Gig Review: Stornoway at Black Box (4/12/13)

BY PETER MCGORAN

Stornoway are effortlessly precise, lyrically nuanced, and, when they took to the stage in Black Box on the 4th of November, they were good-mannered, sharply-dressed and out to please a packed audience.

Taking an impatiently long time to come onstage and with people flocking to the bar or engaged in increasingly raucous chit-chat, I had my doubts about whether the softly-sung Stornoway could hold the audience’s attention. But their bold stage presence proved me wrong from the get-go.

Cutting up a newspaper, rubbing two polystyrene blocks together and tapping an axe helped to provide a beat for their opening number, “Farewell Appalachia”; this alone proved enough to intrigue the members of the audience who had previously seemed more interested in finding out what was at the bottom of pint glass than what was going on on-stage. Equally intriguing is “Clockwatching”; a racing, haunting song from their recent mini-album You Don’t Know Anything. Brian Briggs’ unique voice echoes and drifts into the ears. It’s two songs in and I already love it.

The band meet roaring applause when they mash one of their older hits “I Saw You Blink” with some of the Northern Irish songs that have given them inspiration – cue Van’s “Moondance”, The Undertones’ “Teenage Kicks”, Divine Comedy’s “National Express” and, wait for it, “I’ll Tell Me Ma”. Their varied and peculiar influences are apparent throughout the concert with the beautiful, elegant vignettes of Beachcombers’ Window blending with some of the more uplifting, jazzier songs of Terra Firma (these folks could well and truly give Van the Man a run for his money, they’ve got soul and they’re classy as hell).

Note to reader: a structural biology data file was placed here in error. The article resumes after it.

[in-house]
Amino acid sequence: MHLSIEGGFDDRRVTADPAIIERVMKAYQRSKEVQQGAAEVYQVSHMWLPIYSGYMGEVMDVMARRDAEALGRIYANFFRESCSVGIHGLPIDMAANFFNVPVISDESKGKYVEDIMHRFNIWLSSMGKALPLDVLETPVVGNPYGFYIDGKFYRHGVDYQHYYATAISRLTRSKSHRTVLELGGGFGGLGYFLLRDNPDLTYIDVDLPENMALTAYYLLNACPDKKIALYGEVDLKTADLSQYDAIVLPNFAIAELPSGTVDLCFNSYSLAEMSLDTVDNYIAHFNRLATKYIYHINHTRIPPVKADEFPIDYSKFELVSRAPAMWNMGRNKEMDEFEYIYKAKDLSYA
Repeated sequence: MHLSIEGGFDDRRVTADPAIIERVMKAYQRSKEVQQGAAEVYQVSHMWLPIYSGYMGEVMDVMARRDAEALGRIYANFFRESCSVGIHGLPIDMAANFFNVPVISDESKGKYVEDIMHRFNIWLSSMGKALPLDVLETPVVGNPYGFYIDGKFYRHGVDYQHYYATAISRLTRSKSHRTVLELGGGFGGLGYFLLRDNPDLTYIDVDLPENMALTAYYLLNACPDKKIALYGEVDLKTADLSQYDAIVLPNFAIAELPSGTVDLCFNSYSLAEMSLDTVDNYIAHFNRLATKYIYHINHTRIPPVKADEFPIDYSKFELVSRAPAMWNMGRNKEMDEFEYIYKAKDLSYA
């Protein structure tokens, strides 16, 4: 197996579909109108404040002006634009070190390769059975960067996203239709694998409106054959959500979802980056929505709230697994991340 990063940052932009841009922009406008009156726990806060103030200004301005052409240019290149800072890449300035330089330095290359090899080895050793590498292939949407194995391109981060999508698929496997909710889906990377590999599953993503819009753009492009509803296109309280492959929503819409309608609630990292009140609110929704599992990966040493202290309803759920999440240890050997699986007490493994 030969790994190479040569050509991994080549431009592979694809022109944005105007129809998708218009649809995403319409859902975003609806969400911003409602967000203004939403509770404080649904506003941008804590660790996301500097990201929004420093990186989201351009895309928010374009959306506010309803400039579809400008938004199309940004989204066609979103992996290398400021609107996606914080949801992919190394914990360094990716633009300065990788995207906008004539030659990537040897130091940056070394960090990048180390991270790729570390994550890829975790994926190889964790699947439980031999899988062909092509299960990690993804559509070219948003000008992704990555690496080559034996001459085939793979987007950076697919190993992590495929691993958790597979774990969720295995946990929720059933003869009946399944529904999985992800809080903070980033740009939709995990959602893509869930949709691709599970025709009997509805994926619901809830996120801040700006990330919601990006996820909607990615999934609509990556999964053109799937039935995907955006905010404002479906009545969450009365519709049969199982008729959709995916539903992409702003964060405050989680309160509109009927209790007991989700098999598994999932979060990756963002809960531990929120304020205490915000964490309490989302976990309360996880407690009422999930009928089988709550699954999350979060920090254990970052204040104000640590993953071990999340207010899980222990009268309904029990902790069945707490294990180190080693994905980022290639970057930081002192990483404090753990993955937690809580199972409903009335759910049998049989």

Towards the final act of the concert, Briggs – polite as always – asks us if we want to hear some stripped back acoustic songs. We respond warmly and remain hushed as the band illustrate their vocal capacities and are allowed to flesh out their lyrical expertise. Songs about childish innocence typified in the experience of driving and songs about how humans should be more like monkeys get given their place; each one is framed with a timid but affectionate justification of its meaning that intimately draws you in.

For their encore, they play a heartening rendition of the opening track of Terra Firma, “You Take Me As I Am”, then “The Great Procrastinator” and finish with “Zorbing” (my personal favourite and, if the cheers and standing ovations are anything to go by, everyone else’s too).

Giving life to beautiful lyrics, instrumentally diverse and with a perfect stage presence – Stornoway well and truly nailed it.

 

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